Several choices for configuring the interface ID of an address: –manual configuration (of interface ID or whole addr) –DHCPv6 (configures whole address) –automatic derivation from 48-bit IEEE 802 address or 64-bit IEEE EUI-64 address –pseudo-random generation (for client privacy) the latter two choices enable “serverless” or “stateless” autoconfiguration, when combined with high-order part of the address learned via Router Advertisements Link-Local Site-LocalGlobal Configuring Interface IDs
IPv6 includes non-global addresses, similar to IPv4 private addresses (“net 10”, etc.) a topological region within which such non-global addresses are used is called a zone zones come in different sizes, called scopes (e.g., link-local, site-local,…) unlike in IPv4, a non-global address zone is also part of the global addressable region (the “global zone”) => an interface may have both global and non-global addresses Link-Local Site-LocalGlobal Non-Global Addresses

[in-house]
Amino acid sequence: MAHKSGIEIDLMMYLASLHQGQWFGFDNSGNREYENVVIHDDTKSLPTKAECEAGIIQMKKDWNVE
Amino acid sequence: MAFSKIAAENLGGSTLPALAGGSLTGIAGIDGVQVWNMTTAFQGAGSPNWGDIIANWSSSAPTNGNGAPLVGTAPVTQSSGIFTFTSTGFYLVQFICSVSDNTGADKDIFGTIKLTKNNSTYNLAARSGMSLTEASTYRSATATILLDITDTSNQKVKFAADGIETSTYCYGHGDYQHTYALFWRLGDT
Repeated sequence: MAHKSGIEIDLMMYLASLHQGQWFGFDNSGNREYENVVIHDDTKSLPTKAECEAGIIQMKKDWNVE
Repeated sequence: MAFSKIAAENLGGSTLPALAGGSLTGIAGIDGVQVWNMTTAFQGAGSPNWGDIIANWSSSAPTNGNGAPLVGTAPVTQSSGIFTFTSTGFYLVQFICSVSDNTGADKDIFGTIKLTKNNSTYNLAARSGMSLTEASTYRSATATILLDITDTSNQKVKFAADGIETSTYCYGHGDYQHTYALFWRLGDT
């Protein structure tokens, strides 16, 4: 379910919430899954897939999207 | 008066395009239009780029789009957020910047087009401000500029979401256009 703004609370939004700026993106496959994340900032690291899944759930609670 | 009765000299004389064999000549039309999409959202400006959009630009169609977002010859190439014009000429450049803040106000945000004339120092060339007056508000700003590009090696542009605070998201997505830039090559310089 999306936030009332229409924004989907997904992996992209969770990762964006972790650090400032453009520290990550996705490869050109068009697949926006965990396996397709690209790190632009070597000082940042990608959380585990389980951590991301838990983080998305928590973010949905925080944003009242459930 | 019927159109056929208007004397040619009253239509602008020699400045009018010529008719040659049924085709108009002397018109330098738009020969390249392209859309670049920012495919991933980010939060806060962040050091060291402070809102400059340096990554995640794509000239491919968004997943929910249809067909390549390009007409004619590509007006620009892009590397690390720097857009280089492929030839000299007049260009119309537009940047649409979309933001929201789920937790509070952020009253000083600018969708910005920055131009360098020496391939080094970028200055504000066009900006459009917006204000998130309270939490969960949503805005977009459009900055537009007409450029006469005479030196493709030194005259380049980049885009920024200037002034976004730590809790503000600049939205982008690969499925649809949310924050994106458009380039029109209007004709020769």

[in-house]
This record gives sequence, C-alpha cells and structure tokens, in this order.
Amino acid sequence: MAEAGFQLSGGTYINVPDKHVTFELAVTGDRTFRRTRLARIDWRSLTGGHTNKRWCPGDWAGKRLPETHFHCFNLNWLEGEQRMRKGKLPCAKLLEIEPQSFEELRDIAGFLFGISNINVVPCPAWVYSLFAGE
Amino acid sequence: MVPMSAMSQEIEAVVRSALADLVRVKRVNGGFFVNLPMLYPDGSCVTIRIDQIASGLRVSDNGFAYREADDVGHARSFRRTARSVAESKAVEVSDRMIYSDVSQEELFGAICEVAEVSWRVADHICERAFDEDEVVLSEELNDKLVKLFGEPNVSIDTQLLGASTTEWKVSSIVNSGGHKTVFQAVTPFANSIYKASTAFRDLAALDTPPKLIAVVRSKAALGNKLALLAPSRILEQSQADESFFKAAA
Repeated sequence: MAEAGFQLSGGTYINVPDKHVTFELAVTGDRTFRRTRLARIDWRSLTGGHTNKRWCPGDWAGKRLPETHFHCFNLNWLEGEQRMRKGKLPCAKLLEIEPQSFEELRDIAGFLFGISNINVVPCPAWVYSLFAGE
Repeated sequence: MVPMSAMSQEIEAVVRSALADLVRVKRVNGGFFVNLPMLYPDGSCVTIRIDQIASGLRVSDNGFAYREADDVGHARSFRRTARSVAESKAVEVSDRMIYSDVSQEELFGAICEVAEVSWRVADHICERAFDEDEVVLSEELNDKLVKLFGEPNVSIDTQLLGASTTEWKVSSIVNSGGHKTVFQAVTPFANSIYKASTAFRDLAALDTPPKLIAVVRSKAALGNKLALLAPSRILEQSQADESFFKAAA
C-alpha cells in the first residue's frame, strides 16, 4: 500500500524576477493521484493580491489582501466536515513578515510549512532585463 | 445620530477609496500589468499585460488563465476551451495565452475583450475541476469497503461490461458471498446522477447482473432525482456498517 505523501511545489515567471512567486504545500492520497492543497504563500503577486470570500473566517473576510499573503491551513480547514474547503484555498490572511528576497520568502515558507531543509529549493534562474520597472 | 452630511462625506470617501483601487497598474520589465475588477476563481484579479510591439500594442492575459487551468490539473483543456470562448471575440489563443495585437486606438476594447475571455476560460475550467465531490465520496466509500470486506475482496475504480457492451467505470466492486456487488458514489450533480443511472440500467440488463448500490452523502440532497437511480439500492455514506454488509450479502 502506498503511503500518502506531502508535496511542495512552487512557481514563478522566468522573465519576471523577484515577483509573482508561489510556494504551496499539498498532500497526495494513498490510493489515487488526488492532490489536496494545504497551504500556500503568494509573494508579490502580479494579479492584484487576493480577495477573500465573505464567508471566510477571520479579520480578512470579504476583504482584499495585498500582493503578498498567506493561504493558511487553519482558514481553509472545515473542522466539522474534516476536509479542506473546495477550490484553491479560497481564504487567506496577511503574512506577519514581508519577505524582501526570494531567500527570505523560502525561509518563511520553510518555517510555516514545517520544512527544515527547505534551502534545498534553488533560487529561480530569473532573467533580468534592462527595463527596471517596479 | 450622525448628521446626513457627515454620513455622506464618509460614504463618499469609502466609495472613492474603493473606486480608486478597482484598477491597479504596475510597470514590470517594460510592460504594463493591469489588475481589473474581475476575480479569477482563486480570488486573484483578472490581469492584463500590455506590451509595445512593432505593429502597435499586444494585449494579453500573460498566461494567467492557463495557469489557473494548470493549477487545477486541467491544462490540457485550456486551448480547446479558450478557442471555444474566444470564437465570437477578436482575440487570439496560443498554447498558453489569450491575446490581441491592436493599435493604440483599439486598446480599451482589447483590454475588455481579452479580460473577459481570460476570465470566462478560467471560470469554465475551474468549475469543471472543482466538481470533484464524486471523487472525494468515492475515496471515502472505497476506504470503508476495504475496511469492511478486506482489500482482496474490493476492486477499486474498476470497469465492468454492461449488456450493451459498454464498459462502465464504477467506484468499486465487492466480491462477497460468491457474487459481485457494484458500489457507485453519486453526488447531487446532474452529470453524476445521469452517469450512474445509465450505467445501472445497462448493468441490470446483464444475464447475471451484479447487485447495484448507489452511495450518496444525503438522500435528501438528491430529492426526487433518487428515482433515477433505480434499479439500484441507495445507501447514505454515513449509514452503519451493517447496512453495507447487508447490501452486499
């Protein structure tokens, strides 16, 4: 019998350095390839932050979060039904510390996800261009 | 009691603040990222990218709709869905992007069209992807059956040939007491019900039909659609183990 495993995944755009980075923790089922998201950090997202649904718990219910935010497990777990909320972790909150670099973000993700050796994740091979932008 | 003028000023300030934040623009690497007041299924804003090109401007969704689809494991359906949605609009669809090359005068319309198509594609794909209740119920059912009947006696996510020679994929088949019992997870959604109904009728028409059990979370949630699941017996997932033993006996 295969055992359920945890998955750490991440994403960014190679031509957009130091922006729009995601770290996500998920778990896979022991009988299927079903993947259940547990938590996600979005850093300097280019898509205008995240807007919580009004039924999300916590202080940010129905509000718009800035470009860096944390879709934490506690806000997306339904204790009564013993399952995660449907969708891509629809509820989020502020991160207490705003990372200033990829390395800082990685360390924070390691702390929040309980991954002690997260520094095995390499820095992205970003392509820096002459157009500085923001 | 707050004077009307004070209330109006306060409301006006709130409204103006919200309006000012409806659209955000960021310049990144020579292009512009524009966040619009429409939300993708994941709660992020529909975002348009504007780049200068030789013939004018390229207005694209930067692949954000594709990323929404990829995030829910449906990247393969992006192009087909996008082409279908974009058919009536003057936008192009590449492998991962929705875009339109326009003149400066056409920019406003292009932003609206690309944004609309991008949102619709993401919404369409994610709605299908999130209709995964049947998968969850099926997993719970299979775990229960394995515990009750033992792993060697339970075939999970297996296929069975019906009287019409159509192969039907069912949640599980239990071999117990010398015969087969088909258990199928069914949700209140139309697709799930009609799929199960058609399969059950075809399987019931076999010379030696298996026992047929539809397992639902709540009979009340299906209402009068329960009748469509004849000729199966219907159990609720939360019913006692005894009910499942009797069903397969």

Address Zones and Scopes The Global Internet Site R R Link Link Each oval is a different zone; different colors indicate different scopes
Recycling IP Addresses Limited Noticeable Fog Generalised use of NAPT, RSIP? IPv6 Deployment Address Transparency IPsec FOG Issues Exhaustion NAT-over-NAT BrokenPermanet Thick Fog NATs between even ISPs Successful Restored e-2-e e-2-e works Clears! Intranet, Proxies & Firewalls may remain Scenario 1 Scenario 2 Complete Failure